By Christina Galeone
Once, two little boys – living in a motel with their dad – thought their dad was a superhero, recalled Julie Stanwood, president of the Northborough non-profit Friends of Families in Transition. She said the boys didn’t think he needed food, since he never seemed to eat. Ms. Stanwood said, “Dad would always feed his boys first and only eat what was left over.”
At St. Rose of Lima Parish in Northborough, many parishioners share the boys’ perspective. Aware that fighting poverty takes super strength, they’ve joined with homeless parents to help them fight for better lives for their families. They do so by regularly helping Friends of Families in Transition.
The parish’s dedication to the cause started around the beginning of 2012. It was then that Laurie Pardee, nurse/health leader and hotel liaison for Northborough and Southborough Public Schools, notified area churches that families were being housed, by the state, at local motels/hotels. Working with homeless families since 2003, Ms. Pardee was concerned and asked the community if they could help by providing transportation, food and warm clothing.
Fran Gill, the organizer of a monthly meal that St. Rose of Lima parishioners prepare for the families, said they began to meet with Ms. Pardee and other concerned groups. It “was through these meetings that Julie Stanwood and others formed FFIT, which continues to serve many needs of the homeless families – not just in Northborough – but in the surrounding towns as well,” said Ms. Gill. She added, “We are inspired to help others by the teachings and example of Jesus.”
Although the church doesn’t have a ministry dedicated to helping FFIT, that perfect guidance has led the parishioners to help in various ways. Ms. Gill said that in addition to donating money and goods, parishioners assist with transportation needs, as well as the delivery of food from the Northborough Food Pantry. Ms. Gill also organizes a monthly meal. With the help of about 24 parishioners, a hearty, nutritious meal is cooked, assembled and delivered to the families at the Econo Lodge in Northborough.
Ms. Stanwood said those meals are greatly appreciated. She said, “They provide not only the opportunity for families to have a warm, healthy meal, but they also provide a sense of comfort to the families. A sense that the community cares; the community does not judge, but that they simply want to … bring families the feeling that they are loved, cared about and important to our community.”
Recently, the parish’s fourth graders assembled toiletry bags for FFIT. Ms. Stanwood illustrated how much that means by sharing an experience she had when she brought groceries to a 6-year-old girl and her dad, who didn’t have any food.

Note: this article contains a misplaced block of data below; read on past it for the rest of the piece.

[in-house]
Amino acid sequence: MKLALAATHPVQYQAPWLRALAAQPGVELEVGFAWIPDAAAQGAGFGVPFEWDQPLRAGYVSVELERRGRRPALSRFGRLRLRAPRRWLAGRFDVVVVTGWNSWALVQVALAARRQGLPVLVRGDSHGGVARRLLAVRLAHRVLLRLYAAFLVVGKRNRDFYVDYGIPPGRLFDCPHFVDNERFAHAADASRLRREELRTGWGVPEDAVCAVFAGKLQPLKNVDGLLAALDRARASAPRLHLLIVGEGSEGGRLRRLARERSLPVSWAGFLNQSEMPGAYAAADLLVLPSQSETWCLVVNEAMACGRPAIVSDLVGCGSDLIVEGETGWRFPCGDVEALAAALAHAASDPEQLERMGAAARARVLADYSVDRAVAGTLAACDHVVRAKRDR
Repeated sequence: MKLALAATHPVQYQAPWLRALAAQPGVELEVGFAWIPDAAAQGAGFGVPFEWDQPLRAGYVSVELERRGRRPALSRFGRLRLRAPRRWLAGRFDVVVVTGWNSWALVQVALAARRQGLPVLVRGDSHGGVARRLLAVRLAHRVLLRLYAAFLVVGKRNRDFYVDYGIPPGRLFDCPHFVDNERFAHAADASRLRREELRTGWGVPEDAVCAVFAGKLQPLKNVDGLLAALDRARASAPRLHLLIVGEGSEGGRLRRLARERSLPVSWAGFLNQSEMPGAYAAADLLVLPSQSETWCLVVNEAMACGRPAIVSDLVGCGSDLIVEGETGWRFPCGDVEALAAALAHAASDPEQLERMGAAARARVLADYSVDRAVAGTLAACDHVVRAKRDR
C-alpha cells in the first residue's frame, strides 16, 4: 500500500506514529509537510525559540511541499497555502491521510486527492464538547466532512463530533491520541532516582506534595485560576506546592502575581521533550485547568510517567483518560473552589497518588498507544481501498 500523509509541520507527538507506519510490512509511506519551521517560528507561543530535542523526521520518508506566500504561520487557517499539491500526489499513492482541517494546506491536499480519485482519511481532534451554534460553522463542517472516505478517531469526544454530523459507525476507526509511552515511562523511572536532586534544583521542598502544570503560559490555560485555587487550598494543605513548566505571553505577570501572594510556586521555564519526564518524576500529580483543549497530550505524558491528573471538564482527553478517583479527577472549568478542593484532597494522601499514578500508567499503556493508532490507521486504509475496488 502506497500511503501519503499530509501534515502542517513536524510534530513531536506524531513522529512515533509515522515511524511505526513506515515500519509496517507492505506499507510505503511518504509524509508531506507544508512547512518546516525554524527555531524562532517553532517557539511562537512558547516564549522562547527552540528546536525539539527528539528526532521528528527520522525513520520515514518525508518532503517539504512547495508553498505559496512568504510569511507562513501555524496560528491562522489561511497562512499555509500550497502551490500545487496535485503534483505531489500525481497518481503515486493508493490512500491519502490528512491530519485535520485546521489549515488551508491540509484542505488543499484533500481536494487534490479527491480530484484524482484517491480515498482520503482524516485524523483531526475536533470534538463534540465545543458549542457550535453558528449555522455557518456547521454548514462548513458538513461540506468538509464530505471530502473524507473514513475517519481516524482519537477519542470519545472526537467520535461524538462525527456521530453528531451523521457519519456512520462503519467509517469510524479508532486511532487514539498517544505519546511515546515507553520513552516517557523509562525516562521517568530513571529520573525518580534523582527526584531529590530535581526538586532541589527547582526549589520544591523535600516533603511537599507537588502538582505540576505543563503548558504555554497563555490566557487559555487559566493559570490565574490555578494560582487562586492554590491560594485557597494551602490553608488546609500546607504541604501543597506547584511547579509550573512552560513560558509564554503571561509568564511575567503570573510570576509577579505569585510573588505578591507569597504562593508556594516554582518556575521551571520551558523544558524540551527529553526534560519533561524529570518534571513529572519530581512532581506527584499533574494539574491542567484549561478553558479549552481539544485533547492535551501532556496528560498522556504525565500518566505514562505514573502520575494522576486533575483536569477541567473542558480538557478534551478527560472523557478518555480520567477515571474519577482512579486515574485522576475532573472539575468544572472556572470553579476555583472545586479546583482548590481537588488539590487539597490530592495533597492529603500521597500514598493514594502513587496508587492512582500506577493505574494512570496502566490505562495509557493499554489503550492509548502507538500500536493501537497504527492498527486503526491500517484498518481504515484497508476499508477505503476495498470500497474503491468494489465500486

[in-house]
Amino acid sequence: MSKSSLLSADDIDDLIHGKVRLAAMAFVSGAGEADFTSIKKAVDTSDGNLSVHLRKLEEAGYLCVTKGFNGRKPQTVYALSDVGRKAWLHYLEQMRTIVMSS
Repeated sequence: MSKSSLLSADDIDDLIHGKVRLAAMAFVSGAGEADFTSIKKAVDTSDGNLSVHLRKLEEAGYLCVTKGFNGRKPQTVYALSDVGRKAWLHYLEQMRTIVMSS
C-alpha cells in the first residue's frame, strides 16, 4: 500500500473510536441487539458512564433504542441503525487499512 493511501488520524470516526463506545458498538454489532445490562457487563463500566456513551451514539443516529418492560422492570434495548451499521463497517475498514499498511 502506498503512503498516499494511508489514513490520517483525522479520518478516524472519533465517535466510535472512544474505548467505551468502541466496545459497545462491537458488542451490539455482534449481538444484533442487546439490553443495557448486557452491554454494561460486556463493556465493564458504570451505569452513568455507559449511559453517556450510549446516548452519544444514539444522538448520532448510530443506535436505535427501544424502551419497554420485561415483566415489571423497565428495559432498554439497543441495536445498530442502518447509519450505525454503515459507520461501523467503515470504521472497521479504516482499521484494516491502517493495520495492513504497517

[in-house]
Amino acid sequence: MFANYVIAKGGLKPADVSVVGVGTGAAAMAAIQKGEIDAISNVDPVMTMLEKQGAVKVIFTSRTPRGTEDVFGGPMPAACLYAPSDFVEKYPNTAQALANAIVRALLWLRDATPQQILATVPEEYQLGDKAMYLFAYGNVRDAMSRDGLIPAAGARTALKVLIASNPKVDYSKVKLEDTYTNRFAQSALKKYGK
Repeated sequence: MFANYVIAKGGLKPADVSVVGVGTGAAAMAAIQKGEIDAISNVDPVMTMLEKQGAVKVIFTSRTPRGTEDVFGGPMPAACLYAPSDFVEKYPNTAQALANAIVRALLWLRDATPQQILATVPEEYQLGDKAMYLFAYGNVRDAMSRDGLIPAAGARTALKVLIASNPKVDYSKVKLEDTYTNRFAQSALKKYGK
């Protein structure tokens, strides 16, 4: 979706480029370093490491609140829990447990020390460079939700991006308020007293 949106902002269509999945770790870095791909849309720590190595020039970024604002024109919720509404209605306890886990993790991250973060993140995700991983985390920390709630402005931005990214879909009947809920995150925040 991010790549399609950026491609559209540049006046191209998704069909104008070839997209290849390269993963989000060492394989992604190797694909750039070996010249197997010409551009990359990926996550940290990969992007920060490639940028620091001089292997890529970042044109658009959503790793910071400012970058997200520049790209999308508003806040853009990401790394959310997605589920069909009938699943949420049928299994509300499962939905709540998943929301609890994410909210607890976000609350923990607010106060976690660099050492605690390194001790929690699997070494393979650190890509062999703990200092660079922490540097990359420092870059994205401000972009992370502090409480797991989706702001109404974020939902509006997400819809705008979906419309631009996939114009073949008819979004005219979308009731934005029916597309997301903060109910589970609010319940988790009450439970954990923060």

“At one point, she started jumping up and down and excitedly showing her dad. I was so happy she had found my cookies,” recalled Ms. Stanwood. “She handed the ‘cookies’ to the dad, and he looked equally overjoyed. I said ‘I am so glad you like the treats.’ He said ‘Treats? No. She’s excited about the toothpaste … we have not had any in over a month and have been using the motel bar soap to brush our teeth.’”
But those are just a couple of the examples of why Ms. Stanwood said the church “has been an amazing supporter.”
“The congregation is always very generous when diaper or toiletry drives are needed, hosting collections at their Sunday services,” she said “Their social justice committee was quick to offer assistance during holidays to create special holiday treats for the children.”
She noted that other churches and individuals wanting to help can find more information on FFIT’s website, www.friendsoffit.org.
Even this past winter didn’t stop the church’s determination to continue to make a difference in the lives of their neighbors.
“The winter was tough on everyone, but if you think about being a single mother with two children, and you live in a single room with only a microwave and a small refrigerator, … can’t get to the store for food or diapers …,” said Ms. Gill. “Well, we can hardly complain about a little snow.”
And as Ms. Gill and other parishioners continue to fight the heroic battle against homelessness, they gain new insight.
“Personally, they have made me appreciate my own life, which has had few challenges …,” said Ms. Gill. “I have a lot of admiration for these families, whose stories we may never know, but who do the best they can with what little they have – living day by day, hoping and praying that someone will notice them and help them get back on their feet.”